Lecture series addresses Occupy Wall Street movement

Lilly Necker/Sun Star Reporter
Nov. 15, 2011

UAF anthropology student Ethan Sinsabaugh speaks on Oct. 14, 2011 during the open microphone event that he and the other protesters set up to give everyone a voice. Lilly Necker/Sun Star

What started as a peaceful protest against the injustices faced by 99 percent  has become more and more a bloody affair between protesters and the police. Videos and pictures of police using baton and pepper spray and protesters with gaping head injuries are surfacing.

Three weeks ago, hundreds of protesters got into a fight with the police during a march in Manhattan, which the Daily Mail publicized as “The Battle of Wall Street.” The protestors intended to confront New York City Mayor Michael Bloomberg in a restaurant. Overall “between 1000 and 1,500 people have reportedly been arrested in protest across the United States” so far, according to the Daily Mail. The wave of protest  reached the rest of the world. Two weeks ago Australian police removed an Occupy Melbourne group from City Square with “force,” according to a quote from Premier Ted Ballieu in the Australian newspaper Harold Sun.

UAF assistant professor Sean Parson will present his lecture “Parks, Permits, and Riot Police: Reflections on the OWS Movement and Police Reactions” on the Wednesday, Nov. 16.

“I plan on using the police and political responses to the Occupy Wall Street Protests to discuss some philosophic and political questions, such as the nature and legitimization of violence, the commodification of public space and the role of the police in a consumer capitalist state,” Parson said.

His first lecture, “The Radical Potential of the Occupy Wall Street Protest,” on Oct.13 ended up moving into a bigger room in the Gruening Building because so many people showed up to listen.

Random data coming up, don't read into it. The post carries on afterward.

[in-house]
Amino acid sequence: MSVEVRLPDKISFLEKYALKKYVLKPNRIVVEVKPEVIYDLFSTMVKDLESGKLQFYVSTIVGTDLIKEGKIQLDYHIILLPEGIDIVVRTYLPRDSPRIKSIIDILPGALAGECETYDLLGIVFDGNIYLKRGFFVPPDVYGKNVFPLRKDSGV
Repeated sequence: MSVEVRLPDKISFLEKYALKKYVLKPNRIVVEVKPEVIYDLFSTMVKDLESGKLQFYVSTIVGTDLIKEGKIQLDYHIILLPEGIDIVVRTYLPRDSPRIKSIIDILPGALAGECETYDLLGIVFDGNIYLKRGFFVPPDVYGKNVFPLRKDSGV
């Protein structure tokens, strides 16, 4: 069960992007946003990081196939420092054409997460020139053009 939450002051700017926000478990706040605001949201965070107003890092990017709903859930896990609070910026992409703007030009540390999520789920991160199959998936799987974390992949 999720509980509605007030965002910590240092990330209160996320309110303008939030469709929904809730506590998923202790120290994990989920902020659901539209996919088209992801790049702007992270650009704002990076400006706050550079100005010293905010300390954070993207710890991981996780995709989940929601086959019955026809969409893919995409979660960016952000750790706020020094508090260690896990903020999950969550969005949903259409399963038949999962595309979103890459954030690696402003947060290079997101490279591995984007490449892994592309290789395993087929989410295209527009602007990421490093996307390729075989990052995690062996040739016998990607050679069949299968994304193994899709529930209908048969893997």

Philosophy student Ryan Sanders, president of philosophy club Socratic Society, asked Parson to hold a similar talk again.

“I attended Dr. Parson’s lecture and was very impressed with his presentation, as well as the number of attendees. Unfortunately he only had one hour to present, and I felt he needed more time,” Sanders said. “Also, as a founding member of Occupy Fairbanks, I felt it was my responsibility to bring Dr. Parson’s ideas and thoughts to the Fairbanks community to help them understand what is going on not only here in Fairbanks, but across the globe.”

The lecture will be held from 7 p.m. to 9 p.m. in the UAF Schaible Auditorium with “space for questions and hopefully a discussion,” the Parson said. Parson has worked at UAF for two years since he finished his PHD at the University of Oregon.

“There is currently a lot of serious problems that the United States, as well as the world, faces. These problems are all very complex and require a knowledgeable and engaged political community,” Parson said. “An engaged and informed populace is especially important in a country that prides itself on being a representative democracy.”

Sanders, with Christopher Goodwin and Ethan Sinsabaugh, has led Occupy Fairbanks since its beginning on campus.

“As a citizen of the United States, it is imperative to be informed and active within the political spectrum, exercise the rights of peaceful assembly and the freedom of speech,” Sanders said.

“This event is an opportunity for students, faculty and staff of UAF, as well as the Fairbanks community to raise their questions on a major movement that is addressing many issues that affect them today,” Sanders said. “If they want learned perspectives on the Occupy Wall Street Movement and be informed of the situation, they should attend.”

While this lecture will happen in the warm walls of  the Bunnell Building, Sinsabaugh and the other Occupy Fairbanks protesters are still out in the cold preparing for a statewide assembly meeting that will be in Anchorage.

Once, while occupying the gazebo at the Veterans’ Memorial Park, the police told the group to leave or be arrested. Even after this confrontation, they’re not giving up.

“We are not stopping our occupation, and will be out in the cold for the foreseeable future.” Sinsabaugh said in an email he wrote while in the gazebo at Veteran’s park.

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